The 58-year-old Flynn – a retired three-star Army general – is the most senior figure indicted in special prosecutor Robert Mueller’s sprawling investigation into Russian interference in last year’s election.
Flynn’s admission that he had secret discussions in December 2016 with Russian ambassador Sergey Kislyak – with direction from top officials in Trump’s presidential transition team– set Washington abuzz with speculation as to who in the Republican leader’s inner circle might next be in Mueller’s sights.
His guilty plea, on one charge of making false statements to investigators, came with a pledge to cooperate with Mueller, whose focus goes beyond possible collusion with Russia to shady business dealings and whether Trump himself tried to thwart the investigation.
The White House rejected the idea that Flynn could implicate Trump for collusion, as ABC News reported that Flynn would testify that Trump ordered him to reach out to Moscow. “I recognise that the actions I acknowledged in court today were wrong,” Flynn said in a statement. “My guilty plea and agreement to cooperate with the special counsel’s office reflect a decision I made in the best interests of my family and of our country.”
The charge normally carries up to five years in prison, but under the terms of the plea deal, Mueller says he has recommended a lighter sentence of only up to six months in jail, court filings show.
Flynn admitted he lied to FBI investigators about his private discussions at the end of December 2016 with Kislyak about US sanctions imposed on Moscow by the administration of then-president Barack Obama.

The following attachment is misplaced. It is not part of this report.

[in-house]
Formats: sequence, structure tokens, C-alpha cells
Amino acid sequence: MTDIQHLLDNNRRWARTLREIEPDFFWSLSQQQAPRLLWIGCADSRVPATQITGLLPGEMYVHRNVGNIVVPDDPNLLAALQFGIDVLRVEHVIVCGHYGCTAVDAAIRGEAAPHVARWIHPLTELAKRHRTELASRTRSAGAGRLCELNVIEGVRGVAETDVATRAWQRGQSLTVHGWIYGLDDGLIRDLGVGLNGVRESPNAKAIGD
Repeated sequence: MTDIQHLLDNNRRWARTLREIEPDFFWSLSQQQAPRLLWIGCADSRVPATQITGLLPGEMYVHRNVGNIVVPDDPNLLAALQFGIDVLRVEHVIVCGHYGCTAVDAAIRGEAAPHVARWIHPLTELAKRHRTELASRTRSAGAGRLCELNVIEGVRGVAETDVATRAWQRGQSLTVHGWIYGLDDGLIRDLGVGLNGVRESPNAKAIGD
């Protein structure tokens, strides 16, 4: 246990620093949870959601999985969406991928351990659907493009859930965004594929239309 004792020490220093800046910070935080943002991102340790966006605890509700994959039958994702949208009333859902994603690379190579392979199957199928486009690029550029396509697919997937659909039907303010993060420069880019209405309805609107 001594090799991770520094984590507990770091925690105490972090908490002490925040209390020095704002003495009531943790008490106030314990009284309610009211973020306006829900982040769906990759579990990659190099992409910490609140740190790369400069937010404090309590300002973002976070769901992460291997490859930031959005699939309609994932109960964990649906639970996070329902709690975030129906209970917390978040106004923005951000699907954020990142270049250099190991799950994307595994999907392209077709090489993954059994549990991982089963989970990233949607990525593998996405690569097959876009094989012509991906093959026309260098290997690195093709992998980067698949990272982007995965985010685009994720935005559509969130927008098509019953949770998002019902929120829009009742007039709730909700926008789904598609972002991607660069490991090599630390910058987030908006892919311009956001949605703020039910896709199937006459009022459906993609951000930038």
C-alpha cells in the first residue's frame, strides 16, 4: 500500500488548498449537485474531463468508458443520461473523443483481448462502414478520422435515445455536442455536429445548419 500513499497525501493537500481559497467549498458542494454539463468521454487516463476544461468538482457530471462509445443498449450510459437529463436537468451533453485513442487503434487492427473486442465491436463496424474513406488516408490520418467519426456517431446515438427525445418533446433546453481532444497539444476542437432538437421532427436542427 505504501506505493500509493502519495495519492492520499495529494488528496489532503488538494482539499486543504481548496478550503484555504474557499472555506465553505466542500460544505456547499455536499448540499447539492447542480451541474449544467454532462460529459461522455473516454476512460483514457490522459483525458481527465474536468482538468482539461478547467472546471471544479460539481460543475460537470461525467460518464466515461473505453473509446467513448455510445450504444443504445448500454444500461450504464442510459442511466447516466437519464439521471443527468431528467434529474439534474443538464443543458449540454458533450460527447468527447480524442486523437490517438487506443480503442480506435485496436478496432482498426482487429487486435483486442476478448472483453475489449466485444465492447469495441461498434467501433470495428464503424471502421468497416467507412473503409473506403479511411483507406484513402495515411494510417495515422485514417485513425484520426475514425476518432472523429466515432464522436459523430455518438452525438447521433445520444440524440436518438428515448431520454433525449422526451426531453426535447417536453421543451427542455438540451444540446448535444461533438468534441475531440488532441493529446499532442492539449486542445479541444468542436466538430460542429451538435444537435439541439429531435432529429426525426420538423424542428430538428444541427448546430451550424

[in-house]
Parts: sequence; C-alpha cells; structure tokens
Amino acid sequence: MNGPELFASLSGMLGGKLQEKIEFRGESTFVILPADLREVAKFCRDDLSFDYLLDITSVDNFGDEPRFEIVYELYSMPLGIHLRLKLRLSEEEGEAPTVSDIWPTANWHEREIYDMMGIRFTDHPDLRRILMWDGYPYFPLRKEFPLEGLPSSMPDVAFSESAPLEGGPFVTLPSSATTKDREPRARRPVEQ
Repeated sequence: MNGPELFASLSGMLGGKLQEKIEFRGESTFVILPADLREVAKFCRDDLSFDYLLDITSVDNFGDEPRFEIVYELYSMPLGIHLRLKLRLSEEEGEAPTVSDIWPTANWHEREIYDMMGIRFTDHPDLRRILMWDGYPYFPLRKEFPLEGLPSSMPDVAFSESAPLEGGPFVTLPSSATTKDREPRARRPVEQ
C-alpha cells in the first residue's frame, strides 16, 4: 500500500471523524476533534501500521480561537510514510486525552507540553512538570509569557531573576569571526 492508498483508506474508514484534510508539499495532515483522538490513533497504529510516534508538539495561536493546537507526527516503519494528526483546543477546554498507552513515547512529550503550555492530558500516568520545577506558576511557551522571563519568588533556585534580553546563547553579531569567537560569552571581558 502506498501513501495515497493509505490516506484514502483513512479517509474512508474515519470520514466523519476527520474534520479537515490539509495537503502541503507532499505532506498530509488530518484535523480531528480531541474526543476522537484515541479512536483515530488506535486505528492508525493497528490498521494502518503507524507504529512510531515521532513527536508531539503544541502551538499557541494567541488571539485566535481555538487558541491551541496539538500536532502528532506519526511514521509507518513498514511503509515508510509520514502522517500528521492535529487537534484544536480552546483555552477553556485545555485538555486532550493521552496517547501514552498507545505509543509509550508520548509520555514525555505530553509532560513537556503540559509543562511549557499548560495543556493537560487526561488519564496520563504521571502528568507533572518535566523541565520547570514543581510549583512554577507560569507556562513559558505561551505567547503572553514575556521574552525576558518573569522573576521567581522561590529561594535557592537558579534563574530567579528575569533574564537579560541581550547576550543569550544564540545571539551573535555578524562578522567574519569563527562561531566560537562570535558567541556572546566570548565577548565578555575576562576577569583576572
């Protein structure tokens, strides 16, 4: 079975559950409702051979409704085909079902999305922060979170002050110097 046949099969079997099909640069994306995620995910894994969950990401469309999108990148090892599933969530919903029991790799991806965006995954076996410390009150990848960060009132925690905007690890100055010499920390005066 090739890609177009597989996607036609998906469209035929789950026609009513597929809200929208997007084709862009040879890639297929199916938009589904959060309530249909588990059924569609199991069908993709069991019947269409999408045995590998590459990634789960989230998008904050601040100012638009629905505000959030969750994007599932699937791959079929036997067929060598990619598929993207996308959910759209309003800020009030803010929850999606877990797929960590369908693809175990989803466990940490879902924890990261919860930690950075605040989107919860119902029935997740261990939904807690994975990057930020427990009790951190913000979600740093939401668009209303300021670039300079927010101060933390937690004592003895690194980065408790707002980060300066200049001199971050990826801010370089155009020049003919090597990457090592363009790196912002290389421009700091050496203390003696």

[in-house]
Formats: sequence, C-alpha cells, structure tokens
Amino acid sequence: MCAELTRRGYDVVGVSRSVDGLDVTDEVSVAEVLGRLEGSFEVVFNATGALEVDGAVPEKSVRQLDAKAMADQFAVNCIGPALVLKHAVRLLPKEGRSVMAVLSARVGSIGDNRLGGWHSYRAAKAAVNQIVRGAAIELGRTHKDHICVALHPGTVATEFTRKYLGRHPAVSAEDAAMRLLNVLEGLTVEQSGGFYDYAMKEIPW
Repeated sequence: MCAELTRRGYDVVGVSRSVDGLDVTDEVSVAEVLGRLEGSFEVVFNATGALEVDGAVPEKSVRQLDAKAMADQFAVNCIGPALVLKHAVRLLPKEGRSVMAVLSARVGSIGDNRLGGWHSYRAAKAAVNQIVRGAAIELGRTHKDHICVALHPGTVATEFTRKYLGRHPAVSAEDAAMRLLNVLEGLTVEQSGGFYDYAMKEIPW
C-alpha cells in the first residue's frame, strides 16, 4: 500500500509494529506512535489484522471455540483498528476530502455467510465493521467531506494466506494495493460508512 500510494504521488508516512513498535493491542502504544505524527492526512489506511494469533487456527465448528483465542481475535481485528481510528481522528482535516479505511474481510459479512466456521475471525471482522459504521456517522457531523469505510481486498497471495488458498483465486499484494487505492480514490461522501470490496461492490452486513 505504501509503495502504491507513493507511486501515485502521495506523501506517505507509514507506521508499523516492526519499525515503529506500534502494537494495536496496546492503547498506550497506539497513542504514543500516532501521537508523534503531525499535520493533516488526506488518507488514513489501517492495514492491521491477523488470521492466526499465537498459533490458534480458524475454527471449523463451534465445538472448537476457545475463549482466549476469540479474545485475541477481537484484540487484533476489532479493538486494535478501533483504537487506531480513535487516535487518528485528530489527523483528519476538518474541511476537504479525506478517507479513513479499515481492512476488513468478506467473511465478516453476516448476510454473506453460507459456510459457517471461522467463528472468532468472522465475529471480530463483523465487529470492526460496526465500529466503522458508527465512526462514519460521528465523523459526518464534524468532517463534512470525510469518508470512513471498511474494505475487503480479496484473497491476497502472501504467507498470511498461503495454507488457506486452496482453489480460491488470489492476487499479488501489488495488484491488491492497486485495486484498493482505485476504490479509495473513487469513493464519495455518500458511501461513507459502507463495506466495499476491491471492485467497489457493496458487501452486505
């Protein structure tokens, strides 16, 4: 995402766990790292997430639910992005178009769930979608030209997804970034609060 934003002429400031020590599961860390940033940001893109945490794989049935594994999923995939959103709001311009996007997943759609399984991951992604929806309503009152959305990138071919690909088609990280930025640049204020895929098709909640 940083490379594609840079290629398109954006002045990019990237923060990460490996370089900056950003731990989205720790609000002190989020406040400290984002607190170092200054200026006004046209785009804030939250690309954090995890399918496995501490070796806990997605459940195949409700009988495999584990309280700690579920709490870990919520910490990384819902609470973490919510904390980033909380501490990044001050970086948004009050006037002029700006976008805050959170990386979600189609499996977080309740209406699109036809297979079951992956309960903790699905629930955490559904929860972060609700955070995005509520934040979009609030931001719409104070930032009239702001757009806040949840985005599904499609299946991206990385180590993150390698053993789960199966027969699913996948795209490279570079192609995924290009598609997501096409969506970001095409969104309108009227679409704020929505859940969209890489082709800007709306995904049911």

At the time, Flynn was a campaign and transition advisor with no official US government role, but he was clearly a top candidate to become Trump’s White House national security advisor. Flynn eventually was given that post, but was forced to resign in February, just weeks after the president took office, due to public concerns over his contacts with Russia.
According to court documents released by prosecutors, on December 28 last year, Flynn asked Kislyak to moderate Russia’s response to new sanctions and the expulsion of 35 Russian diplomats, announced by Obama in retaliation for Moscow’s interference in the 2016 election.
The documents say he took that action based on discussions with “a senior official of the Presidential Transition Team.” After the December 29 announcement, the Obama administration was openly puzzled by Moscow’s decision not to retaliate, and began investigating possible interference by Flynn and the Trump campaign.
At the time, Trump tweeted: “Great move on delay (by V. Putin) - I always knew he was very smart!” A week earlier, under the instruction of “a very senior member” of the transition team, Flynn also secretly asked Kislyak to defeat or delay a looming UN Security Council resolution to condemn Israel’s settlements in Palestinian territory, according to court filings. The Obama administration, in a rare step that shocked its Middle East ally, planned to abstain on the motion rather than veto it as had been done in the past, a stance Trump was opposed to.
While the two interactions do not clearly suggest collusion, they raise questions about the Trump team’s dealings with Moscow before taking office – and whether they actively worked to undermine Obama’s policies. The White House, which has long denied any wrongdoing in relation to Moscow, said Flynn’s admitted lies about those meetings “mirror the false statements to White House officials which resulted in his resignation.”
“Nothing about the guilty plea or the charge implicates anyone other than Mr. Flynn,” said White House attorney Ty Cobb. Since the first allegations of Russian interference last year, and despite reports from top US intelligence officials concluding it happened, Trump has dismissed the notion as “fake news” and an excuse for Democratic rival Hillary Clinton’s loss at the polls. But Friday’s news made clear that Trump’s inner circle, including family members like sonin- law Jared Kushner, could come under the microscope.
For Trump, the focus is on whether he has tried to stifle the investigation, including by firing FBI chief James Comey in May, which could draw obstruction of justice charges, the same charges that forced president Richard Nixon from office in 1974.